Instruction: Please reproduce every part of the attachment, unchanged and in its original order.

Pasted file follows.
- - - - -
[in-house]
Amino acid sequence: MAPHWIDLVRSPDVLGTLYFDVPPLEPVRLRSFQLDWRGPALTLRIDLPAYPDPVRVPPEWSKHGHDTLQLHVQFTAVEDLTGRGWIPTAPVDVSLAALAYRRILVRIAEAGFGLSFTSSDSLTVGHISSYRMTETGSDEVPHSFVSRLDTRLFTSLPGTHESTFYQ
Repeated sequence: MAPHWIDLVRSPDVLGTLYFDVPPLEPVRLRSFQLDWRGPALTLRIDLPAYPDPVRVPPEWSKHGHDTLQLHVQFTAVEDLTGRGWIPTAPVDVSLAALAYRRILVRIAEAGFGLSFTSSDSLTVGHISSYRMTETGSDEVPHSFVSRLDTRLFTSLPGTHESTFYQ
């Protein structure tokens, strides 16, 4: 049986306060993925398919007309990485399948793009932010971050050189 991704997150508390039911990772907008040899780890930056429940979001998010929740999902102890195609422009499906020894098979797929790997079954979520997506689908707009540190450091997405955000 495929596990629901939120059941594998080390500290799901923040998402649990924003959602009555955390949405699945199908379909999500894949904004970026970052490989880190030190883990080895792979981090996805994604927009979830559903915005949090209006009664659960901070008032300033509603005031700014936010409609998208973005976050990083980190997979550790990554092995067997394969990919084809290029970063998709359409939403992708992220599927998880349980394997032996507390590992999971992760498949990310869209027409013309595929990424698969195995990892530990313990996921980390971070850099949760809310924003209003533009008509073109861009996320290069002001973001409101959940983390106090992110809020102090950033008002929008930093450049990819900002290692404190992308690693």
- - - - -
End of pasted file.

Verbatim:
[in-house]
Amino acid sequence: MAPHWIDLVRSPDVLGTLYFDVPPLEPVRLRSFQLDWRGPALTLRIDLPAYPDPVRVPPEWSKHGHDTLQLHVQFTAVEDLTGRGWIPTAPVDVSLAALAYRRILVRIAEAGFGLSFTSSDSLTVGHISSYRMTETGSDEVPHSFVSRLDTRLFTSLPGTHESTFYQ
Repeated sequence: MAPHWIDLVRSPDVLGTLYFDVPPLEPVRLRSFQLDWRGPALTLRIDLPAYPDPVRVPPEWSKHGHDTLQLHVQFTAVEDLTGRGWIPTAPVDVSLAALAYRRILVRIAEAGFGLSFTSSDSLTVGHISSYRMTETGSDEVPHSFVSRLDTRLFTSLPGTHESTFYQ
């Protein structure tokens, strides 16, 4: 049986306060993925398919007309990485399948793009932010971050050189 991704997150508390039911990772907008040899780890930056429940979001998010929740999902102890195609422009499906020894098979797929790997079954979520997506689908707009540190450091997405955000 495929596990629901939120059941594998080390500290799901923040998402649990924003959602009555955390949405699945199908379909999500894949904004970026970052490989880190030190883990080895792979981090996805994604927009979830559903915005949090209006009664659960901070008032300033509603005031700014936010409609998208973005976050990083980190997979550790990554092995067997394969990919084809290029970063998709359409939403992708992220599927998880349980394997032996507390590992999971992760498949990310869209027409013309595929990424698969195995990892530990313990996921980390971070850099949760809310924003209003533009008509073109861009996320290069002001973001409101959940983390106090992110809020102090950033008002929008930093450049990819900002290692404190992308690693």